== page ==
Borussia Dortmund have always had a policy of bringing young players through into the first team and giving them opportunities to shine. For academy boy Marc-André Kruska, he would get his opportunity to show what he can do at the age of 17. Put up in front of the spotlight at such a young age, the young midfielder took his opportunity and was keen to show the world what he was capable of achieving.
It was Dutch boss Bert van Marwijk who gave Kruska that opportunity, during a time when the club was impacted by financial problems off the pitch. Dortmund were in crisis, selling their stars at any opportunity in an attempt to balance the books. With huge debts behind them, the club sold Westfalenstadion to try and raise cash. Bayern Munich even loaned them money to help with their payroll. To make matters worse, the club missed out on Champions League football for a number of years, resulting in the club missing out on its financial rewards.
Kruska came in during a time when the club were in dire straights. The fact that he had could come into the side and play without pressure, gave him the encouragement to stand out to the fans and the Bundesliga. Sitting in front of the defence, Kruska’s job was to protect the defensive line as the anchor of the midfield. His young engine was a huge boost as athletically he could get around the park. He could also stay cool in situations on the ball and play passes in the transitional stages from defence into attack.
At the end of the his first season for BVB, Kruska scored his first goal for the club, becoming the youngest ever goalscorer in the Bundesliga at that time. Making 18 appearances at the age of 17, his manager and club were focused on giving him the playing time required in order for him to flourish. Everyone could see his potential and Dortmund were giving him the platform to achieve it.
3 more seasons go past and by this time Dortmund are dropping further and further down the table, finishing way outside of any European competitions and nowhere near the championship. The club parted with Marwijk and during that time Jürgen Röber and Thomas Doll both came in and both lost their jobs. Throughout this time though, Kruska cemented his place in the team and you could see him nurturing into something. Kruska came through at the same time as Nuri Şahin who was starting to shine more than Kruska. Şahin was the flair midfielder, Kruska was the water carrier. All sides need a water carrier to do the dirty work, however, Kruska seemed to be developing at a much slower rate than Şahin, which made him easily forgettable.
The summer of 2008 saw the appointment of charismatic, eccentric Jürgen Klopp. Known as Harry Potter, Klopp had a vision of how he wanted his Dortmund side to play. He knew the club had financial problems in the past so the opportunity to purchase superstars was out of the question. Klopp needed to work with what he had at his disposal. He came up with a system that required constant energy, commitment, focus and desire. If you were not on board, then the door was open for you to go.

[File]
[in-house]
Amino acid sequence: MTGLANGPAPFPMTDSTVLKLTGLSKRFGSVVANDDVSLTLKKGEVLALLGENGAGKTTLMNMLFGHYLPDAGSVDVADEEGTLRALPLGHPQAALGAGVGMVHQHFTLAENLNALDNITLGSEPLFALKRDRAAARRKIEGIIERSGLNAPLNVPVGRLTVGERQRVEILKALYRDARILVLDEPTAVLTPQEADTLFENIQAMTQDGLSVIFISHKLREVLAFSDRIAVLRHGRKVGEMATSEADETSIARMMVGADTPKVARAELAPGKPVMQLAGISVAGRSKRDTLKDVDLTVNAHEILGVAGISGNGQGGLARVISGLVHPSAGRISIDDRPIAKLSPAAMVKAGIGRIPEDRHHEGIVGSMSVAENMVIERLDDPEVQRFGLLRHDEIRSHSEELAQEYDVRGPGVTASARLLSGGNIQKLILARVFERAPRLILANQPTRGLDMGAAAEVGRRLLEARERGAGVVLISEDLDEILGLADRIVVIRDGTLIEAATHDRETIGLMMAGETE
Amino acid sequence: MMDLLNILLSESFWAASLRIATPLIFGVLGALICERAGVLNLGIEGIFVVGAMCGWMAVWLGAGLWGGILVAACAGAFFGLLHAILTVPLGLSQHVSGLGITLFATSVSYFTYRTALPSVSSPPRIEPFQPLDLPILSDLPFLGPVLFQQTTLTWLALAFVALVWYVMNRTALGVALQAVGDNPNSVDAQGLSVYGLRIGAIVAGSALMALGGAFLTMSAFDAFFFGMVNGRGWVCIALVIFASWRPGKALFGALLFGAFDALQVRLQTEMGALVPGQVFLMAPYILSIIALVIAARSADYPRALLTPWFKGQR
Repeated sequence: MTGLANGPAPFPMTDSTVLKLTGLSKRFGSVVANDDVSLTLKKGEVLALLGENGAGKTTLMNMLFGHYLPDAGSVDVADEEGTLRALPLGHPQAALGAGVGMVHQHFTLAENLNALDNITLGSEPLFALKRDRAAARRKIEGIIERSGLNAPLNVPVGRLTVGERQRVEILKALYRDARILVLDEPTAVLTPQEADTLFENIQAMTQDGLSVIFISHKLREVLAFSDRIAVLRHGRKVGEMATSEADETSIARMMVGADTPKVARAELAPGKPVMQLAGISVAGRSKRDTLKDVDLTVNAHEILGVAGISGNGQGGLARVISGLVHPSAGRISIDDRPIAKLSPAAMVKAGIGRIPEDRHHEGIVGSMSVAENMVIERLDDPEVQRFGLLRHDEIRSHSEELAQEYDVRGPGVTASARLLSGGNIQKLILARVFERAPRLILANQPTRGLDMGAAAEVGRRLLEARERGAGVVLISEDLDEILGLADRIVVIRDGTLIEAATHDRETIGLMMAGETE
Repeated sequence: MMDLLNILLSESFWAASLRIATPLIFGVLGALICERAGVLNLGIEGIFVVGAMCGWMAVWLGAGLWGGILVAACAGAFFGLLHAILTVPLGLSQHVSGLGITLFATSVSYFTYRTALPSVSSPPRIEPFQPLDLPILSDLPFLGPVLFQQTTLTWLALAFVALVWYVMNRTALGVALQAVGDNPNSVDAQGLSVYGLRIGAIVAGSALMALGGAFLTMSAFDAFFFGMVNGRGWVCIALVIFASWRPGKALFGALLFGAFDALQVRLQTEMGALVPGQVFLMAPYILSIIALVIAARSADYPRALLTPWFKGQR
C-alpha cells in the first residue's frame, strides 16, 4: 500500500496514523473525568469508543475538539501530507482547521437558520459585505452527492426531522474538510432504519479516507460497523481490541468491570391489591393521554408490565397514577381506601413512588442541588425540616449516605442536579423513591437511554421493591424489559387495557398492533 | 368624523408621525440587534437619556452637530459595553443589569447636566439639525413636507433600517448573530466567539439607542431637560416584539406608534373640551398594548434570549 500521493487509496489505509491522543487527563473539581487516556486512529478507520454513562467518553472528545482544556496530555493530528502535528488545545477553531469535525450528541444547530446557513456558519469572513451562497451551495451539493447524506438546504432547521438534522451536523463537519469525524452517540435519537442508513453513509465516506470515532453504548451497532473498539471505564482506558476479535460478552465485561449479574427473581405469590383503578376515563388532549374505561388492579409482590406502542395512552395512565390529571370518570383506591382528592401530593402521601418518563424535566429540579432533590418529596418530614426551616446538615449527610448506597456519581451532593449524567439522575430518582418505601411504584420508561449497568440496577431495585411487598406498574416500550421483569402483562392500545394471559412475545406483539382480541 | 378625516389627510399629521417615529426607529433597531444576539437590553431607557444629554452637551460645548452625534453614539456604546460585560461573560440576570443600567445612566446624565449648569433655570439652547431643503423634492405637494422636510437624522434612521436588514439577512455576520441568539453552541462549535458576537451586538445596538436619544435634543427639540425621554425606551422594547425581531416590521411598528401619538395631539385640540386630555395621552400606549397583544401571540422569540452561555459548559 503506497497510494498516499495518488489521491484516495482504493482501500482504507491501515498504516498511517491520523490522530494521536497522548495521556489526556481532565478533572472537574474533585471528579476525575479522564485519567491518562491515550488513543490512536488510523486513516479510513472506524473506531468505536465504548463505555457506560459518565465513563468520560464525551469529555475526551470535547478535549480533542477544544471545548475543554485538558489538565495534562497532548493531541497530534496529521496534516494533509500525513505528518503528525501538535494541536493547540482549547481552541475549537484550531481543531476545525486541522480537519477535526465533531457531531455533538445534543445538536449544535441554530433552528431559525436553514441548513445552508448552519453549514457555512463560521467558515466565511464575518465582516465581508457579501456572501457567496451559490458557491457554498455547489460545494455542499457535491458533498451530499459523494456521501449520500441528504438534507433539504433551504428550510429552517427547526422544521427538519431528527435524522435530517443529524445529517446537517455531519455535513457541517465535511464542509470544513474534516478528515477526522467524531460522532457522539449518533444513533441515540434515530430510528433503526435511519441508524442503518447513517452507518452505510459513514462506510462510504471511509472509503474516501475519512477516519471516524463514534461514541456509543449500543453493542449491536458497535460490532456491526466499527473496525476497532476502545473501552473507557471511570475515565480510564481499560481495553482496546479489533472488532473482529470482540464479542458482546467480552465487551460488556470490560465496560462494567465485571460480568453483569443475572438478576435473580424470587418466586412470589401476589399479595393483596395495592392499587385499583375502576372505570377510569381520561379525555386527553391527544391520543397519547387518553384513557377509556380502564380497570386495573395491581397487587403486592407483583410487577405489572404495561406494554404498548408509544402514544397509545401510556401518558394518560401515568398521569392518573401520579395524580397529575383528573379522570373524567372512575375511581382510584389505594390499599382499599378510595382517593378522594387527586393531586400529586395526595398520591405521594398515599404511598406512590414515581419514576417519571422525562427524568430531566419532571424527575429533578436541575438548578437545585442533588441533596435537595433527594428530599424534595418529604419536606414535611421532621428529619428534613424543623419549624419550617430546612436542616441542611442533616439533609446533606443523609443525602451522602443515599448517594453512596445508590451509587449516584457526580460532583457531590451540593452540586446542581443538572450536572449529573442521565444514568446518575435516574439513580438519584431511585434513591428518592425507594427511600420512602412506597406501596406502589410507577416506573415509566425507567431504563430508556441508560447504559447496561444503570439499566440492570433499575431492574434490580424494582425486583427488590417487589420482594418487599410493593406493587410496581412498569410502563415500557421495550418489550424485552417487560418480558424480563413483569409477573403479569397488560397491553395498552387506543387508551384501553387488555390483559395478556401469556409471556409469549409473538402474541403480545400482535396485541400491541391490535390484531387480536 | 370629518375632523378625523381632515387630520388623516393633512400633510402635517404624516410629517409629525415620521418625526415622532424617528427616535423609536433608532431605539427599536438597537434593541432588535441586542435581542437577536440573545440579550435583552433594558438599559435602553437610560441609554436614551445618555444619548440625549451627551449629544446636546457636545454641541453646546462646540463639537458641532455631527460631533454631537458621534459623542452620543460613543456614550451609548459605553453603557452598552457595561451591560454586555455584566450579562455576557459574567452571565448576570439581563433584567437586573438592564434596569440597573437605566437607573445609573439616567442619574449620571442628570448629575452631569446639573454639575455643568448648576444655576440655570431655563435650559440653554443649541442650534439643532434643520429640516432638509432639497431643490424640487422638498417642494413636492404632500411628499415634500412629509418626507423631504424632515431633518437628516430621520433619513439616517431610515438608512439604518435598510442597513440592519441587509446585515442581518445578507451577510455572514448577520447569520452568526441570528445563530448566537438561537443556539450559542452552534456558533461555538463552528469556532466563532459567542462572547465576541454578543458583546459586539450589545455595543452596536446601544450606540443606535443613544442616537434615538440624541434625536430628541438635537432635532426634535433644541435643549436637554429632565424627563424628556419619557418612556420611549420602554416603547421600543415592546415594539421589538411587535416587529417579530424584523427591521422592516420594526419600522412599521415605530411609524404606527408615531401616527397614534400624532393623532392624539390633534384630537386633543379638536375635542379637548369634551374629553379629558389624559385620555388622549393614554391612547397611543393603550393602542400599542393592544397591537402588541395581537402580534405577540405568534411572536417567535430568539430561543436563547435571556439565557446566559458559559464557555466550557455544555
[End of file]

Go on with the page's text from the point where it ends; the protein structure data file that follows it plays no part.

With Kruska’s development not up to scratch, Klopp decided Kruska wasn’t going to fit into his plans. He had another holding midfielder on his horizons, his name Sven Bender. Bender became Klopps anchor and that made way for Kruska to leave the club that gave him his platform.
Kruska moved on from Dortmund to Belgian side Club Brugge, where he made 15 appearances fro the blue and blacks. At the end of that campaign though, Kruska returned to Germany and signed a deal with Energie Cottbus in the 2.Bundesliga. In 2014 Kruska was on the move again, this time to FSV Frankfurt but his time there only last 2 years and has since moved to SC Paderborn 07. At Paderborn, Kruska has seen a dramatic fall from grace. The club have been in free fall and have dropped from the Bundesliga, to the 3.Liga following consecutive relegations. The club almost found relegation to the Regionalliga leagues. Only a disastrous plummet by 1860 Munich saw them relegated over Paderborn. Kruska could have dropped 4 divisions in a number of years.
Once taking the Bundesliga by storm, to a dramatic decline to the brink of the Regionalliga. Marc-Andre Kruska found it difficult to handle the potential and utilise it. What could have been for Kruska, well he could have been part of Klopp’s revolution at Dortmund and who knows where that could have taken him. All we know is that he had the world at his feet, but let it slip away. A prime example that you should never let your guard down and think you’ve made it, you can always improve and make better of yourself. To be the best you have to work for it and once your there you have to maintain it. Something that Kruska didn’t understand and found difficult.
Marc-Andre Kruska, the man will bags of potential but unable to live up to the title ‘wonderkid’.